Nope you dope. The leading man himself is the agent of his own demise, while Ann Sheridan's femme fatale seems fairly passive at times, and at other times even resistant, aware of his foolish rush.

To wind its way to the necessary conclusion, the movie Nora Prentiss does run through some hoops. We have the disfiguring car accident, two of them in fact; and yet throughout this, the character of Nora Prentiss is not duplicitous, but instead just herself. She is nothing short of a decent female lead, in a era which is looked upon as side-lining women either to love interest, or more typically for film noir, presenting the female characters as some kind of virus, that infect the males and send them over the edge. 

And by the standards of its day, Nora Prentiss does not offer any sentimentality or respite, instead offering within its death row framing and final twists, a fateful film noir ride to the hard bottom, where the heels and saps who've fallen foul of fate, lie in the dead pools of their own poor decision making and choices.

Happiness at last? Facial fantasy in Nora Prentiss (1947)

The role of Nora Prentiss, as played by Ann Sheridan, is a triumph because it is not as straightforward as it seems; further, the studios and the industry itself were not exactly producing many such strong leading roles for women.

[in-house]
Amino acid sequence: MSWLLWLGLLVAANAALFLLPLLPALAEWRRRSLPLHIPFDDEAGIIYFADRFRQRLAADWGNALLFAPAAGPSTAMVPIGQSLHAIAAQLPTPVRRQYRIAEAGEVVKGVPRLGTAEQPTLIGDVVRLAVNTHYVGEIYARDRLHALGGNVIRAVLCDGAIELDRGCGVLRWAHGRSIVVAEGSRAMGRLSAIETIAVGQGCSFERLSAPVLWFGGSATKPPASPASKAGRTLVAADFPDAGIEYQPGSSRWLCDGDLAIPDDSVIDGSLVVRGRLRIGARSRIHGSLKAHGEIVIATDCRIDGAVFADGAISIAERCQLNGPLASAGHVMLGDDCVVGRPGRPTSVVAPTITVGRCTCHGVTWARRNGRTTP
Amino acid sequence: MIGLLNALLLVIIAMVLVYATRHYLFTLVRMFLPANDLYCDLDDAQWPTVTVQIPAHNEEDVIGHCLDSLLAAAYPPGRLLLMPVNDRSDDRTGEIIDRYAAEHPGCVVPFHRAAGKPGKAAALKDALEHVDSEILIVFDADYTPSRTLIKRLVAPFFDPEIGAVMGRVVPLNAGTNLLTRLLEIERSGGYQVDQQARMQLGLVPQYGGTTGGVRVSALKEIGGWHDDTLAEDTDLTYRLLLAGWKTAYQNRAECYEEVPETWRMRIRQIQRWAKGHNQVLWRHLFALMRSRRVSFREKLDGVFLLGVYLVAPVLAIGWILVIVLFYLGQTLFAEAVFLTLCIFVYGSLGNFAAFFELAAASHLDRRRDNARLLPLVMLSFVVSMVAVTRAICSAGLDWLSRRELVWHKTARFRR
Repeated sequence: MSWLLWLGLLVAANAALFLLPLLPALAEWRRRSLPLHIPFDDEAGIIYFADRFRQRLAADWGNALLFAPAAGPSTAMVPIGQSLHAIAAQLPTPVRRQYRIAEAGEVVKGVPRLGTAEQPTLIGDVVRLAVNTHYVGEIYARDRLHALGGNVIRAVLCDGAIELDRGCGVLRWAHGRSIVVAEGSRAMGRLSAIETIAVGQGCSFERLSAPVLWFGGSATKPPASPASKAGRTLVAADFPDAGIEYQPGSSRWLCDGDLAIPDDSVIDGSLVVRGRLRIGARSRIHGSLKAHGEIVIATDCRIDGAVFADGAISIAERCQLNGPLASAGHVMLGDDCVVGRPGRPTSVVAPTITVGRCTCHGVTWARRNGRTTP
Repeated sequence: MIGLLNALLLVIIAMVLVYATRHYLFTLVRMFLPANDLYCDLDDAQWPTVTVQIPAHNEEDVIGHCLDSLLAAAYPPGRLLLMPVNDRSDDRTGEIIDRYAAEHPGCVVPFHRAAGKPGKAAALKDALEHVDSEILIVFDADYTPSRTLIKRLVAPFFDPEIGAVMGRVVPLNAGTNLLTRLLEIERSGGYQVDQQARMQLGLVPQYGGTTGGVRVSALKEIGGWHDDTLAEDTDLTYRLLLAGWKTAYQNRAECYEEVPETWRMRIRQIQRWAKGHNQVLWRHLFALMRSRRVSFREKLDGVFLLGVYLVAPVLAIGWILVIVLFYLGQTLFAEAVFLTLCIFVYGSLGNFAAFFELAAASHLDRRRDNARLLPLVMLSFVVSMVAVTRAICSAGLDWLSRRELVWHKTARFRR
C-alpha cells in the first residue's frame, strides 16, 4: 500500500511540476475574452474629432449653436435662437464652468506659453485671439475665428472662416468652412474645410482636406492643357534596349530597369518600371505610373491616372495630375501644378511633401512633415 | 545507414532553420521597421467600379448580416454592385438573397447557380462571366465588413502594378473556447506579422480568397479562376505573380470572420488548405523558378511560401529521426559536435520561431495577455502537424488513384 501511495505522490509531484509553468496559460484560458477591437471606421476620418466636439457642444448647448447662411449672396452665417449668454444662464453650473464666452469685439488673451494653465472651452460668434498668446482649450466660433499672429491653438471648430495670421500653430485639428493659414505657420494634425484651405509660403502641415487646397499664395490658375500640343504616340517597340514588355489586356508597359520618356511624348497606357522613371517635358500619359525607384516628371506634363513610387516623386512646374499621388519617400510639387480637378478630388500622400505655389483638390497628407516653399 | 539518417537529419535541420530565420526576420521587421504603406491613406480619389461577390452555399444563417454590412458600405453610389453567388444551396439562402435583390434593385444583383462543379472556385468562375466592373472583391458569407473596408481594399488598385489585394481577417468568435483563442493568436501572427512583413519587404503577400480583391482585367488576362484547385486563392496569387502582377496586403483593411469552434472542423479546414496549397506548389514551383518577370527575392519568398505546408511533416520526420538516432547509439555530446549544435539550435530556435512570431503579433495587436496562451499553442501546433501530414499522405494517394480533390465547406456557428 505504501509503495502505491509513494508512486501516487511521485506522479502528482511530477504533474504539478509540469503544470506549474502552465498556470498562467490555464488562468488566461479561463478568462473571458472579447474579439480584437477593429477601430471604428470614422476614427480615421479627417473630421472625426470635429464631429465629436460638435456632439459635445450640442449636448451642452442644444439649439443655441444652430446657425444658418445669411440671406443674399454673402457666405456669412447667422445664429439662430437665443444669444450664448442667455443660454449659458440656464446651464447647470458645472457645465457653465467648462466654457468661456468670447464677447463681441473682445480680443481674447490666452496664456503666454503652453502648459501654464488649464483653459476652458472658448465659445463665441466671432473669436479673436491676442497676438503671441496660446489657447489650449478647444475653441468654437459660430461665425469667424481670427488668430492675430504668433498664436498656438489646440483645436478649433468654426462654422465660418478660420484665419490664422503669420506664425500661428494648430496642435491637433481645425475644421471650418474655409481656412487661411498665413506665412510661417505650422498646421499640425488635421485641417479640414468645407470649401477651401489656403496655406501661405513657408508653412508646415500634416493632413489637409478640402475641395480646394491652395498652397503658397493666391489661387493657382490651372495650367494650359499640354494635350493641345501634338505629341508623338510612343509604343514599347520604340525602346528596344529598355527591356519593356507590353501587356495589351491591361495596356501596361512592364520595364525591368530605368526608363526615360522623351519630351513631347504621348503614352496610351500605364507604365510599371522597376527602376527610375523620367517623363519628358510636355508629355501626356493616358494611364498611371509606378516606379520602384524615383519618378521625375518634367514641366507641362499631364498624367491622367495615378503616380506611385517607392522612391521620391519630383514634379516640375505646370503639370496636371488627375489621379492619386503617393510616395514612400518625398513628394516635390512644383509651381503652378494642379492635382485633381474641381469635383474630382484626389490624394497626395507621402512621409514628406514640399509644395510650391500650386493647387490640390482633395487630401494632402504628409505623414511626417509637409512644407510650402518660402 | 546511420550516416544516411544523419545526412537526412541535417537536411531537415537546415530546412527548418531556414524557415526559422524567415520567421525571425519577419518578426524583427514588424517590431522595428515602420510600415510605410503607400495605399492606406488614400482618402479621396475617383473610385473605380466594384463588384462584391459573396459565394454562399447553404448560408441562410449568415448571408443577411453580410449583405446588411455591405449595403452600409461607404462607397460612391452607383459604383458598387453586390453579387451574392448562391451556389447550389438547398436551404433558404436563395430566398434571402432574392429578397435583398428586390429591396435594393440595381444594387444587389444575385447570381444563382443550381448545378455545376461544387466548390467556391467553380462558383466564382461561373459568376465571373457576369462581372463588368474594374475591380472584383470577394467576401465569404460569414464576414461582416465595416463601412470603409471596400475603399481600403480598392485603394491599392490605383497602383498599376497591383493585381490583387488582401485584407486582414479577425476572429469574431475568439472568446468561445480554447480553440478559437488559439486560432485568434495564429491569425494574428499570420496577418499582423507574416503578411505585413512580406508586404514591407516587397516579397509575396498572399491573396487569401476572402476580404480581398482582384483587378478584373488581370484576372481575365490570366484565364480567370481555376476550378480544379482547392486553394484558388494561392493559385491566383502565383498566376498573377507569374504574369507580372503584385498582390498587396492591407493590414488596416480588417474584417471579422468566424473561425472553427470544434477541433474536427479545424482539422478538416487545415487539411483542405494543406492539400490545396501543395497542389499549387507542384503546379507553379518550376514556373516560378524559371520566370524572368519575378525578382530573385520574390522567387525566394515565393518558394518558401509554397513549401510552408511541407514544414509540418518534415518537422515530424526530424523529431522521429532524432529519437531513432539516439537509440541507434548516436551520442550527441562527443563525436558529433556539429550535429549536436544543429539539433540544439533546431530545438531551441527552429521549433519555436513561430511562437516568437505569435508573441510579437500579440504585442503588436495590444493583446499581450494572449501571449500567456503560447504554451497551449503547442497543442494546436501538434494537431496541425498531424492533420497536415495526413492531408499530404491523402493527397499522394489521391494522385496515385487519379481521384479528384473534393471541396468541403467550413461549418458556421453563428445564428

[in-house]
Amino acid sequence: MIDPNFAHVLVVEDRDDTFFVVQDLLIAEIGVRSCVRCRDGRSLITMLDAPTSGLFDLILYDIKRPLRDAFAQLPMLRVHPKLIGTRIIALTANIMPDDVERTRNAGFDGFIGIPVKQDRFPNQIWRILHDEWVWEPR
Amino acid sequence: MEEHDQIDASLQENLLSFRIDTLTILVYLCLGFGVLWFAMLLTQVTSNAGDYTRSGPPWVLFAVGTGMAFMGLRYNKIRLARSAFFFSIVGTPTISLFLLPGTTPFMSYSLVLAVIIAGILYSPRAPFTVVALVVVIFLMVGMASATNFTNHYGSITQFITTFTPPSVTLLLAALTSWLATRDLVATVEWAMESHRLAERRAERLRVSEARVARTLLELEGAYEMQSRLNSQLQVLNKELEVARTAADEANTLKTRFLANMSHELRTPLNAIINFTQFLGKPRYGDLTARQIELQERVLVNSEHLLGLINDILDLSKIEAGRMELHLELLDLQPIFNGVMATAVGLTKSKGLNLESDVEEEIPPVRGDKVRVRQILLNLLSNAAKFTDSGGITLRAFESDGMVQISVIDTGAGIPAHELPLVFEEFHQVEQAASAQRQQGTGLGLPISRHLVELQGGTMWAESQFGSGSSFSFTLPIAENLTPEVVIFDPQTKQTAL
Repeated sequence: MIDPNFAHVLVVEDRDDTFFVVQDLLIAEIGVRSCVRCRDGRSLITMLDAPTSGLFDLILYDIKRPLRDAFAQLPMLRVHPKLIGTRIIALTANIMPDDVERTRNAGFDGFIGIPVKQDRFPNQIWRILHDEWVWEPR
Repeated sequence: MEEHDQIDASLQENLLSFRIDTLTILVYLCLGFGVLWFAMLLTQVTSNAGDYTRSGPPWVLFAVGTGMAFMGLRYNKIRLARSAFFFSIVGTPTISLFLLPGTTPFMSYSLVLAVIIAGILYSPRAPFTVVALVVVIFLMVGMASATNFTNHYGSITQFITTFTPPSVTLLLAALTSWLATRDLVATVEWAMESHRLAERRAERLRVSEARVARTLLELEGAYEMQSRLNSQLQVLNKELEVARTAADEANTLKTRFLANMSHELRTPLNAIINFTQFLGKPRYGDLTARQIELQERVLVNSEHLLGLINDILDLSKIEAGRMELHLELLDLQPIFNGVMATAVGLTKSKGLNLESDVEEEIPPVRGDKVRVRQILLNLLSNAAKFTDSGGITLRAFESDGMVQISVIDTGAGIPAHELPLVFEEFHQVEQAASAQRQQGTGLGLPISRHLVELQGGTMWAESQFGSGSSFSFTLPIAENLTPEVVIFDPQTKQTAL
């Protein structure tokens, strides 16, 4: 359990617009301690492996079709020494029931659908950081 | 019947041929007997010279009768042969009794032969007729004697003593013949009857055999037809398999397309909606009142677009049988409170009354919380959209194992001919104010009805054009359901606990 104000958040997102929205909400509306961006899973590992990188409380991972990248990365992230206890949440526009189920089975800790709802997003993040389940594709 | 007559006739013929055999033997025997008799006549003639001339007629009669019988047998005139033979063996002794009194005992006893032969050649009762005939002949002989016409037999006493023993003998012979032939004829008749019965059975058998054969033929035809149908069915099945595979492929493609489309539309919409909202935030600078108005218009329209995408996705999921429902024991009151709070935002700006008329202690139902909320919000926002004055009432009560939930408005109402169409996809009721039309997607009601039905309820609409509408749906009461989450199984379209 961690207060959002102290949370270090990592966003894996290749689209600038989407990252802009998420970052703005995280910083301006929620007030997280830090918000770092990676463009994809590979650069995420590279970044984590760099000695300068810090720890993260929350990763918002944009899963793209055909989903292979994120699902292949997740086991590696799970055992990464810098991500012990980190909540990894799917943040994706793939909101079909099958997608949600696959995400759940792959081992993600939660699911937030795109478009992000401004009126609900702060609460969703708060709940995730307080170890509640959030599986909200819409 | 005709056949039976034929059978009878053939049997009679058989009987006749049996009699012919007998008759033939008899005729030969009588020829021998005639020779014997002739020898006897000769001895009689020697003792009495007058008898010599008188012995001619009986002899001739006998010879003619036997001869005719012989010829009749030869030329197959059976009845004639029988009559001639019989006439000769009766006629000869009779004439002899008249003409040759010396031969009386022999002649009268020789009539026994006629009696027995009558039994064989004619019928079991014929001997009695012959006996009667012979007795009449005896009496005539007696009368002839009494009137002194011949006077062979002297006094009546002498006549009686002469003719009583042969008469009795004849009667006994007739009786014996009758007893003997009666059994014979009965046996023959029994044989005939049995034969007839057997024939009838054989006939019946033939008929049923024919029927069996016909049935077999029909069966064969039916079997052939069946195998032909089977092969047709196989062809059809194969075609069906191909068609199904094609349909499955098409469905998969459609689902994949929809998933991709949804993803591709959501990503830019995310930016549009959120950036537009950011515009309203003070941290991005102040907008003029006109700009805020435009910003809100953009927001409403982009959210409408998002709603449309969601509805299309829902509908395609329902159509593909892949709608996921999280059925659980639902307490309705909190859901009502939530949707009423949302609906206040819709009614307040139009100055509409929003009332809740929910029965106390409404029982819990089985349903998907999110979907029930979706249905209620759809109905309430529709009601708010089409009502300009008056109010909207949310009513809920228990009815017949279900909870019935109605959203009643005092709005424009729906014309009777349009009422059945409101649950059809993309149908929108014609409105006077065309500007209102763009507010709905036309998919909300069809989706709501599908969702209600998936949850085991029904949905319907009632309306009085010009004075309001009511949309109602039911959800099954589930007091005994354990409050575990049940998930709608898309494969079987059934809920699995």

From the off, she seems to exert control, even without much effort or involvement. There is an excellent moment when she first meets the hapless doctor, when he is acutely embarrassed at the sight of her knee. We know where that knee is going to take us, and its painful.

Fate catches up with your bad decisions - - Nora Prentiss (1947)

From that knee onwards, the slide continues. Eddie Muller in his introduction to the Noir Alley screening of Nora Prentiss says that Ann Sheridan was offered the title role in the 1945 movie Mildred Pierce, but turned it down. Mildred Pierce was a massive hit, and even brought an Oscar for Joan Crawford, and although the stories are not in any way similar, there is something common to both films.

Fate marks your face in Nora Prentiss (1947)

Both Nora Prentiss (1947) and Mildred Pierce (1945) are film noir dramas that deal with complex relationships and psychological themes. Both movies were directed by Michael Curtiz and feature strong women, a rarity enough in the culture.

Nora Prentiss follows the story of a respected doctor who has an affair with a nightclub singer, Nora Prentiss, leading to a web of deceit and betrayal. Similarly, Mildred Pierce explores the relationship between a hardworking single mother, Mildred Pierce, and her scheming daughter, Veda.

Both films feature nonlinear storytelling and use flashbacks to explore the characters' motivations and the events that led to their downfall. The two films also highlight the darker side of human nature and the consequences of making choices that ultimately lead to destruction.

Destruction! C'est noir.

Contend with Nora Prentiss (1947) at Wikipedia